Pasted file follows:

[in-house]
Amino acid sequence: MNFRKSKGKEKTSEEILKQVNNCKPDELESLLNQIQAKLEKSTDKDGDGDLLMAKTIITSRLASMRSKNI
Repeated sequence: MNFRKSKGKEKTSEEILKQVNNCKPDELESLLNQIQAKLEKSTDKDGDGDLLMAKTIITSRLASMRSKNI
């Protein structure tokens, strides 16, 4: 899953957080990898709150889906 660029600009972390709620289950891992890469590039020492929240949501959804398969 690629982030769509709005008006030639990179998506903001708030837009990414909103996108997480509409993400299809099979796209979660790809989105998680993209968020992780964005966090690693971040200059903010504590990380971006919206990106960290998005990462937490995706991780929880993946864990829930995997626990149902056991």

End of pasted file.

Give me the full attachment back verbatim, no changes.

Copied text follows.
[in-house]
Amino acid sequence: MNFRKSKGKEKTSEEILKQVNNCKPDELESLLNQIQAKLEKSTDKDGDGDLLMAKTIITSRLASMRSKNI
Repeated sequence: MNFRKSKGKEKTSEEILKQVNNCKPDELESLLNQIQAKLEKSTDKDGDGDLLMAKTIITSRLASMRSKNI
């Protein structure tokens, strides 16, 4: 899953957080990898709150889906 660029600009972390709620289950891992890469590039020492929240949501959804398969 690629982030769509709005008006030639990179998506903001708030837009990414909103996108997480509409993400299809099979796209979660790809989105998680993209968020992780964005966090690693971040200059903010504590990380971006919206990106960290998005990462937490995706991780929880993946864990829930995997626990149902056991």